The MD disclosed this earlier this week to Sandra Ezekwelisi on “Hard Facts”, a radio talk show on Nigeria Info FM.
On LCC returning to tolling, the MD said that LCC is going back to operations after the massive destruction that happened there in October 2020 post-EndSARS protests.
“If not for the destruction and burning down of the facility, operations would have been on, since the event of 20th October.
“We were forced out by the destruction, even if we wanted to continue we would have been unable to because the e-tolling system was completely burned down.
“It’s going back to business. It’s not like somebody stopped us all along from tolling. It’s strictly on account of the fact that we were just unable because of lack of facility,” he said.
On the level of damage to the facility
“For the few days we have been there, we have seen the e-tolling system was damaged, all the physical devices were burnt down, (and) that is a lot of money, no thanks to the dollar.
“We also had a lot of our vehicles burnt down, the cabling system, the connectivity that is physical in nature were all burnt down.”
Timeline to resumed activities
“The way we have built the comeback plans is to re-evaluate and estimate the asset that has been burnt down, once it done, we will approach the insurance companies. And we will go on to do e-tolling procurement, (and) that could take the next 4 months for us to get back to tolling.”
On LCC leaving the tolls unmanned until the #EndSARS panel is done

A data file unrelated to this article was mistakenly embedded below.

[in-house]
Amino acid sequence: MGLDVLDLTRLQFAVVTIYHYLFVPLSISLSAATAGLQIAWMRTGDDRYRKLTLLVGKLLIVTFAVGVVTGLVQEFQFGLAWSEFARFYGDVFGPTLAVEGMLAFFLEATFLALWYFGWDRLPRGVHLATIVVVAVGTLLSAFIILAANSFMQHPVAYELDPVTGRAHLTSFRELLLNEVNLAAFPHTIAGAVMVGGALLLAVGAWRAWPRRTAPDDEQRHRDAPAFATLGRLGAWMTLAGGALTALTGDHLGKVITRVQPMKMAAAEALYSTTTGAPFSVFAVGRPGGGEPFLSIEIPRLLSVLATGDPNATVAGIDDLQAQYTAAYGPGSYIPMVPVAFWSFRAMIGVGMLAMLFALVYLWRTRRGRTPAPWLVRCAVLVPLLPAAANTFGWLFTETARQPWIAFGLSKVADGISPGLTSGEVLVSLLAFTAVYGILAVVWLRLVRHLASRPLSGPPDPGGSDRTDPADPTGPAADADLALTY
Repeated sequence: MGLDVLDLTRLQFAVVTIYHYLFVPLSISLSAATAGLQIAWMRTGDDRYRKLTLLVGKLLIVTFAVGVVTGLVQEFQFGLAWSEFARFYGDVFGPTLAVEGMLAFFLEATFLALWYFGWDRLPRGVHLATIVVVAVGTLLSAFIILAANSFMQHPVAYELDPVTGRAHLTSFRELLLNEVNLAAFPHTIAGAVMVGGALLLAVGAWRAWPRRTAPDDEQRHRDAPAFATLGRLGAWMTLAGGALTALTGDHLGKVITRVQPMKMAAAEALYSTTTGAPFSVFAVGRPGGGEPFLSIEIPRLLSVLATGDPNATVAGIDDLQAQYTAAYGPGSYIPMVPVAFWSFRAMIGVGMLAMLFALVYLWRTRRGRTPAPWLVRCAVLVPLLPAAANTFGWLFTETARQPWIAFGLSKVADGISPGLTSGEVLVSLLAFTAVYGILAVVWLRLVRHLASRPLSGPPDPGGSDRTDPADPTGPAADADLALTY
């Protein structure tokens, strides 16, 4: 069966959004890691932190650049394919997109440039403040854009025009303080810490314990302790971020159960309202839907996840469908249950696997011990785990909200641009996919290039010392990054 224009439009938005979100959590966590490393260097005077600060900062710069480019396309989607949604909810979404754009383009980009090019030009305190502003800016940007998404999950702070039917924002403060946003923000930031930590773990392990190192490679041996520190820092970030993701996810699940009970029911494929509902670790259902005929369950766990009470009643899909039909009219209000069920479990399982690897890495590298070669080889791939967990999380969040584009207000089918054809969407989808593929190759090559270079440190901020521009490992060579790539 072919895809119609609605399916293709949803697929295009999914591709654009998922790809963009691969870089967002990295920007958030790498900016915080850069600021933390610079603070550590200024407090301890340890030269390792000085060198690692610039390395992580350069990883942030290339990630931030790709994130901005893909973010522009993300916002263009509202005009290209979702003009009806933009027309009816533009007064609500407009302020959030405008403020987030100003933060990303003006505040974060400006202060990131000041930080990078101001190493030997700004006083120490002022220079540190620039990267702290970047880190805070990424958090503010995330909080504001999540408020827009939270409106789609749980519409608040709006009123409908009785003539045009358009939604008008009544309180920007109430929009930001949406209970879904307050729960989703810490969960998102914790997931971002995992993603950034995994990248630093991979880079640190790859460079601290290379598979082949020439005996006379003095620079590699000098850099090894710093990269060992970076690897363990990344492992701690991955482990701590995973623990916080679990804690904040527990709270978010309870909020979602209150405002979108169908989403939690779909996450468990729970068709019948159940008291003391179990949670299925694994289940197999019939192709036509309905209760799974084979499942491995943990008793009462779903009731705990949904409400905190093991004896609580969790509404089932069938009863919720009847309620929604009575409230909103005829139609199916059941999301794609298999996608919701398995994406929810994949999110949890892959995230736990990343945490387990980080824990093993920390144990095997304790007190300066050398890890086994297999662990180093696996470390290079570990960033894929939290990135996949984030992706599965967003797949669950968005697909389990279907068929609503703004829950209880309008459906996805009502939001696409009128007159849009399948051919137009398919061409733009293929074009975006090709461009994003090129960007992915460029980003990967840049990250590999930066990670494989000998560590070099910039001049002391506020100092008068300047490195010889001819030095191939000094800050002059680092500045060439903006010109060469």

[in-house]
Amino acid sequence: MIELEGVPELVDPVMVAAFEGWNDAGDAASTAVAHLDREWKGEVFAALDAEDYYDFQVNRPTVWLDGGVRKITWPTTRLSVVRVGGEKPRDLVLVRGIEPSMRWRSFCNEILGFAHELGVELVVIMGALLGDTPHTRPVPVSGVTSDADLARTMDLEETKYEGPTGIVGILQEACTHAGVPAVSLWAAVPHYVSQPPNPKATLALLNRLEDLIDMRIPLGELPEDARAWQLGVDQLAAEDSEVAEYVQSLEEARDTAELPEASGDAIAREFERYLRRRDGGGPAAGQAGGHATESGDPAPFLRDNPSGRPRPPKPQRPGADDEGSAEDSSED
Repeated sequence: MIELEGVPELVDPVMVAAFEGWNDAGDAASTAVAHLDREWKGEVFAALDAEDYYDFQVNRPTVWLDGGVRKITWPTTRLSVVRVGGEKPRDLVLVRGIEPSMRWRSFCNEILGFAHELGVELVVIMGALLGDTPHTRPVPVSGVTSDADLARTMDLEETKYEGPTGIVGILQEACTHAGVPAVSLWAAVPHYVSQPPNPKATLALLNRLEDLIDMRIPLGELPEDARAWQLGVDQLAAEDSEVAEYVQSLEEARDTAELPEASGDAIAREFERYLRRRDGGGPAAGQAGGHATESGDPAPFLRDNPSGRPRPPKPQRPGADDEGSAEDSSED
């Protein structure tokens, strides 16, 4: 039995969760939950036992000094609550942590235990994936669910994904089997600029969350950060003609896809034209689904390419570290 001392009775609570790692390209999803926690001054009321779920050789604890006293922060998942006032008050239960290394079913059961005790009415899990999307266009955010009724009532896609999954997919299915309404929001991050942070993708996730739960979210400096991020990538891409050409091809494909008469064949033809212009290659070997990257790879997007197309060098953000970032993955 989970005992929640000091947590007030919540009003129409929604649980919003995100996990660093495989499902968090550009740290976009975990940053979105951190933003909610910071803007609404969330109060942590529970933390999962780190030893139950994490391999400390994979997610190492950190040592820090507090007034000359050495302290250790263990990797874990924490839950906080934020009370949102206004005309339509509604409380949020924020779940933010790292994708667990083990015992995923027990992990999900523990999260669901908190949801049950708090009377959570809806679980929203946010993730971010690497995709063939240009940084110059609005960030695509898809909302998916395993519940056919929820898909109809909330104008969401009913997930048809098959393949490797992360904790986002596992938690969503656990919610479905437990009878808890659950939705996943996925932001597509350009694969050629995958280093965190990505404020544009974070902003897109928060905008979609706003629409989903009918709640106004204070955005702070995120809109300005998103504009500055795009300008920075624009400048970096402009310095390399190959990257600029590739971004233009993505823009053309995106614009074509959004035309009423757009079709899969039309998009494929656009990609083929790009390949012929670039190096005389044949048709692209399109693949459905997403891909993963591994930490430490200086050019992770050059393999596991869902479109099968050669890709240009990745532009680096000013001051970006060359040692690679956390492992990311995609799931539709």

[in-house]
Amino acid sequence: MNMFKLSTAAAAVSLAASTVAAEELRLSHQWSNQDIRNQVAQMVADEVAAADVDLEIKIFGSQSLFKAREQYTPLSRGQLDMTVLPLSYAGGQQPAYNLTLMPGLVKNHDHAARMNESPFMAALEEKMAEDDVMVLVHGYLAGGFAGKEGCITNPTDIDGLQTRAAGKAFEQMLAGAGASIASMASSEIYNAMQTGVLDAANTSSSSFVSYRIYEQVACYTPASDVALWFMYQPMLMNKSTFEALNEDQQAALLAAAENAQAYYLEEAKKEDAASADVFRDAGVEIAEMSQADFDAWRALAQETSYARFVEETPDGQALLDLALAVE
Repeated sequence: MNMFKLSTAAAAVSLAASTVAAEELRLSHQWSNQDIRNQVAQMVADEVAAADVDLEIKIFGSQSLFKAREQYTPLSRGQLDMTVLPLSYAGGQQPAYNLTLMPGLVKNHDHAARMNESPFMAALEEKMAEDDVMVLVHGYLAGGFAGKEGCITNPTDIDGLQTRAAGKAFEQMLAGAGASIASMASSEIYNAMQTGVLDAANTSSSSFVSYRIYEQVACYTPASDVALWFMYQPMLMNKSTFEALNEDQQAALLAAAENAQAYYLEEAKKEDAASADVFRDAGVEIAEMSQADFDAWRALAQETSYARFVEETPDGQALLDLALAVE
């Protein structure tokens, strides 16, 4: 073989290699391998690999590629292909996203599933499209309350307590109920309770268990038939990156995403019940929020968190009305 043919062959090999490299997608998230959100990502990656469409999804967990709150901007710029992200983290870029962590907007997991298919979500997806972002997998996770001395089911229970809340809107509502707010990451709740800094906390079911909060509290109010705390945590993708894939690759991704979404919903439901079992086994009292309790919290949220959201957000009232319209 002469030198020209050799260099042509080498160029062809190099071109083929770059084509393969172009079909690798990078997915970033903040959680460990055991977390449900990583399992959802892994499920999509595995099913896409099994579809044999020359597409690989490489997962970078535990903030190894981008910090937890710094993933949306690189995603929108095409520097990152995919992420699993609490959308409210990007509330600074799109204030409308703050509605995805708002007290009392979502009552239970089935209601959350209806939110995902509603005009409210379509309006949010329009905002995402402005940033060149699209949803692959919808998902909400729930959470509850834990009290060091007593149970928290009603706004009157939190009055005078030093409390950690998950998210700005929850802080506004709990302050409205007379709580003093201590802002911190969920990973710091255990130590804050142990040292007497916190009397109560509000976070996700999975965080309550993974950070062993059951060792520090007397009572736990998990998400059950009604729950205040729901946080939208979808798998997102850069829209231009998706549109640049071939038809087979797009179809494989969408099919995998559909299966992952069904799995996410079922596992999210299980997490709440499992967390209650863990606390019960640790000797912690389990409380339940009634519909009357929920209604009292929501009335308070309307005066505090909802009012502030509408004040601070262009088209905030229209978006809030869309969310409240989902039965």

Omomuwasan said the company does not agree to that but maintains, “We are not part of the EndSARS issue. We are just a company operating and working, on its own.
“Then all of a sudden we find out you have been forced out of your location. The event has been cleared, for us it means we can go back. We have nothing to do with the protests, we don’t see any reason why we should leave the plaza unmanned. We are the victims, we had nothing to do with the protest and were burnt down.”
On the debt left for LCC
The MD said the company has about N12 billion in local debt and $31 million in foreign debt.
“This was used to build the road and it has to be repaid,” he said.
On Lagos paying off LCC’s debt in 2013
“I do not know the source of your information. Coincidentally, what the state said was that the shareholders of the private company were bought out, not the debt agreement continued”.
On LCC monthly revenue
Omomuwasan said, “I never said we lost N2.5 billion, what we may have lost is in 2 forms; the loss from facility burnt, and the loss from inability to collect tolls.
“I never told anybody to say this is the loss that was incurred. The N2.5 billion was about the facility that was damaged.
“We do not have a figure to how much we have lost monthly, we do not know how much we make per month.”
What you should know
Tropics Nigeria reported earlier that Omomuwasan noted that not returning to full operations within the shortest possible time would result in loss of jobs for the LCC’s over 500 direct staff and thousands of others across its business value chain.